Embattled Iraqi parliament speaker Salim al-Juburi Tuesday announced the suspension of parliament sessions “until further notice” after a week of turmoil during which lawmakers brawled and sought to sack him.
The political crisis comes as Iraq battles the Islamic State jihadist group, which overran large areas in 2014, and contends with a serious economic crisis caused by low oil prices and years of mismanagement and corruption.
Both the United States and the United Nations have warned that the crisis could distract from efforts to combat IS.
Some MPs voted last week to remove Juburi and elected Adnan al-Janabi as his interim replacement, meaning there are now two claimants to the speakership.
Juburi insists the vote to sack him and his deputies was invalid because the session lacked the necessary quorum, but his opponents are seeking to move ahead with selecting replacements.
“I announce the suspension of sessions… of the Iraqi parliament until further notice,” Juburi said in a statement.
But Janabi has called for a session to be held on Thursday, so MPs may still meet without Juburi’s leadership.
Juburi’s decision was taken to “preserve the reputation of parliament” and prevent it from being “a place for conflict”, he said.
There has been plenty of conflict in parliament over the past week: lawmakers held an overnight sit-in and threw punches in the chamber, as well as seeking to sack Juburi.
The turmoil began with disagreement over proposed cabinet line-ups presented by Prime Minister Haider al-Abadi, but shifted to calls for Juburi to go.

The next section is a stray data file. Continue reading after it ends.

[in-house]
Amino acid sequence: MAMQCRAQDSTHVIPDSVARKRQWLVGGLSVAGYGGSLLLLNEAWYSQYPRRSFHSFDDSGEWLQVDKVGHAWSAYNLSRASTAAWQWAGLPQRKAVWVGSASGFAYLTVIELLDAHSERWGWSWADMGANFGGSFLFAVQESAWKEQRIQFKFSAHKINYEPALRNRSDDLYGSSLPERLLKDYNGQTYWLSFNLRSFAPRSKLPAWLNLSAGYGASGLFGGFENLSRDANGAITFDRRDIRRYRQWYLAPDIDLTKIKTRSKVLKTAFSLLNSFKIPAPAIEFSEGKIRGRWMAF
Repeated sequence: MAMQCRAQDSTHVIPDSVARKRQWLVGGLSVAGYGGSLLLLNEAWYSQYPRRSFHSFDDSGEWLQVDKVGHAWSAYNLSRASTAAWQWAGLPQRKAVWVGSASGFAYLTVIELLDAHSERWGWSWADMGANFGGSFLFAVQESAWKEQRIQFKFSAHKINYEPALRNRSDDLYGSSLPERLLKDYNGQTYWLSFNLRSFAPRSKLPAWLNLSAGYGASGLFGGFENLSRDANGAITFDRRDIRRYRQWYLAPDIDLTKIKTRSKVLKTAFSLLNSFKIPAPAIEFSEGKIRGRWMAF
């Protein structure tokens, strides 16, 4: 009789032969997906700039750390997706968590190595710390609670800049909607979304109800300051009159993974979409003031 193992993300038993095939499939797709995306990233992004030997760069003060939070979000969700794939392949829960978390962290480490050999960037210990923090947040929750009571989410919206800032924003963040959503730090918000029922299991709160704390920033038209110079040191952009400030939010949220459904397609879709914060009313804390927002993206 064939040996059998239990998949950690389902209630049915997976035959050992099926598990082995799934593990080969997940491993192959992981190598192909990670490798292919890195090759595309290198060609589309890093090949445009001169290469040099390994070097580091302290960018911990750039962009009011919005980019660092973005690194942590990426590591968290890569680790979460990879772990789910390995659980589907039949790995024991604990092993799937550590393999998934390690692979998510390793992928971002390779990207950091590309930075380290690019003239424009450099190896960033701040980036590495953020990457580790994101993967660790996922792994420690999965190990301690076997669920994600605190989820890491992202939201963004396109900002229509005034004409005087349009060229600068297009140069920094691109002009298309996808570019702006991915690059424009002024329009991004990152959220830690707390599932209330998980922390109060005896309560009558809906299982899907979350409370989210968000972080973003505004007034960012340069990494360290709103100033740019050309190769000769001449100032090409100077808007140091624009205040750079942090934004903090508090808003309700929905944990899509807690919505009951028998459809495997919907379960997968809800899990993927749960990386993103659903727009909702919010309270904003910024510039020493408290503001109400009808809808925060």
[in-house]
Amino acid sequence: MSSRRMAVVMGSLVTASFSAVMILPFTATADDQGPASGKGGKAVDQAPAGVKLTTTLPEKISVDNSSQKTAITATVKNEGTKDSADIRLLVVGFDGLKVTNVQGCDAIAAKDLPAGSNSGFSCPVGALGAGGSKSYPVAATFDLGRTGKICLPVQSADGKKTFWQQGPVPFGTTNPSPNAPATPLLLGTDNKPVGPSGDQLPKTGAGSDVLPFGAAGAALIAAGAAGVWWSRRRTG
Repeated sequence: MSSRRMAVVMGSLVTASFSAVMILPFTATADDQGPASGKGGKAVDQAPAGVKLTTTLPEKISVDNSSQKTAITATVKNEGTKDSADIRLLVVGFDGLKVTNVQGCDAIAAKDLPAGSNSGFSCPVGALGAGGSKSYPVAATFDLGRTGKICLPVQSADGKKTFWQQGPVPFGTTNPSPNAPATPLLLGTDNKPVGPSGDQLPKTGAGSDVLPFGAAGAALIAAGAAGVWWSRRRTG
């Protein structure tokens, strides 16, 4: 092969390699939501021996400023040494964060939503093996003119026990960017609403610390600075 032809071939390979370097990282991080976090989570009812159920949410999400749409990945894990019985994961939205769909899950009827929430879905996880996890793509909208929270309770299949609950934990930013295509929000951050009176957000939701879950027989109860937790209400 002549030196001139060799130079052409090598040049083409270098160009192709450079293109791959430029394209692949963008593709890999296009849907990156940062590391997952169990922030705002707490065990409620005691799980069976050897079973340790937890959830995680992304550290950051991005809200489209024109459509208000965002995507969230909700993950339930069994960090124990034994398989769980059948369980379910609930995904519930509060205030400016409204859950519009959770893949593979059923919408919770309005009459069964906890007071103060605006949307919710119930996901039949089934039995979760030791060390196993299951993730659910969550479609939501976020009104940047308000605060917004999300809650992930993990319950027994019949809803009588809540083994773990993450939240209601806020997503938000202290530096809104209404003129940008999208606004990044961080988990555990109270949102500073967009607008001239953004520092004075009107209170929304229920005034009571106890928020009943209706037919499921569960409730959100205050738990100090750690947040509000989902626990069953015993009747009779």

Abadi has sought to replace the cabinet of party-affiliated ministers with a government of technocrats, but has faced significant opposition from powerful political parties that rely on control of ministries for patronage and funds.
President Fuad Masum proposed a plan to end the parliamentary leadership crisis, but the session he called for failed to resolve differences among lawmakers.
Under Masum’s plan, a copy of which was obtained by AFP, parliament was to convene for an “extraordinary session” to vote on whether or not to remove Juburi and his two deputies.
The proposal was accepted by Juburi but rejected by his opponents on the grounds that it would return to the issue of whether or not he should stay in office, which they insist has already been resolved.
According to a parliamentary official who was present, Janabi presided at the Tuesday session, announcing that nominations would be accepted to replace Juburi and his deputies and saying the next meeting would be on Thursday.
The move was criticized by lawmakers who do not support Juburi’s removal, meaning parliament will remain divided for now.
Abadi called on Monday for parliament to put aside its differences and do its job, saying he hoped for a vote on a new cabinet within days — something that looks increasingly unlikely.